The First Class Objects in Python

1 minute read

In Python, functions are considered as first-class objects. This means that they can be treated like any other object in the language, such as strings, lists, or integers. Functions can be passed as arguments to other functions, returned as values from functions, and stored in variables.

Here is an example to illustrate this concept:

def add(a, b):
    return a + b

def subtract(a, b):
    return a - b

def multiply(a, b):
    return a * b

def divide(a, b):
    return a / b

def calculator(operation, a, b):
    return operation(a, b)

result1 = calculator(add, 10, 5)
print(result1) # Output: 15

result2 = calculator(subtract, 10, 5)
print(result2) # Output: 5

result3 = calculator(multiply, 10, 5)
print(result3) # Output: 50

result4 = calculator(divide, 10, 5)
print(result4) # Output: 2.0

In this example, we define four functions: 'add', 'subtract', 'multiply', and 'divide'. Then, we define a calculator function that takes three arguments: an operation (which is a function), and two numbers. Inside the 'calculator' function, we simply call the operation function with the two numbers as arguments and return the result.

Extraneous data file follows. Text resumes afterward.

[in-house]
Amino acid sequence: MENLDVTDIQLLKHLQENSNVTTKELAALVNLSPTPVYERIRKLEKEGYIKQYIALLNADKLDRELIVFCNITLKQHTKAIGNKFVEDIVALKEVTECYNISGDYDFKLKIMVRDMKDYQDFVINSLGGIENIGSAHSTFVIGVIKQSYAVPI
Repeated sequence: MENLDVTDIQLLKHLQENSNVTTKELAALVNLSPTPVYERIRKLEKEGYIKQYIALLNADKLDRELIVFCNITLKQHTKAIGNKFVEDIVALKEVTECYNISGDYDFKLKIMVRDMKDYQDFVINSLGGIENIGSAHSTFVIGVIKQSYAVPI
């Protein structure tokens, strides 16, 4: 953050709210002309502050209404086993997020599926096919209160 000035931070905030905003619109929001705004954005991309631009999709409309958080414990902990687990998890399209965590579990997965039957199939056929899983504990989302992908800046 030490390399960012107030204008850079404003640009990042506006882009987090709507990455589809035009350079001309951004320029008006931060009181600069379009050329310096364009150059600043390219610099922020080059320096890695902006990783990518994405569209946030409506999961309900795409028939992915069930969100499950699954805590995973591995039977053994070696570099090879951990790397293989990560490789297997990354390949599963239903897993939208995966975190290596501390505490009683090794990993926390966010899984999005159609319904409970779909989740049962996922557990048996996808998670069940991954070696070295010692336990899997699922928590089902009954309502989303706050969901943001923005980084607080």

We then use the 'calculator' function to perform various arithmetic operations by passing the appropriate operation function as an argument. For example, when we call 'calculator(add, 10, 5)', we are passing the add function as the operation argument, and the numbers 10 and 5 as the other two arguments. The 'calculator' function then calls the add function with the numbers 10 and 5, which returns the value 15. This value is then returned by the 'calculator' function and stored in the 'result1' variable.

Similarly, we use the 'subtract', 'multiply', and 'divide' functions to perform different arithmetic operations and store the results in different variables.

In summary, functions in Python are first-class objects, which means that they can be passed as arguments, returned as values, and stored in variables. This allows for a great deal of flexibility in programming and enables the creation of powerful, reusable code.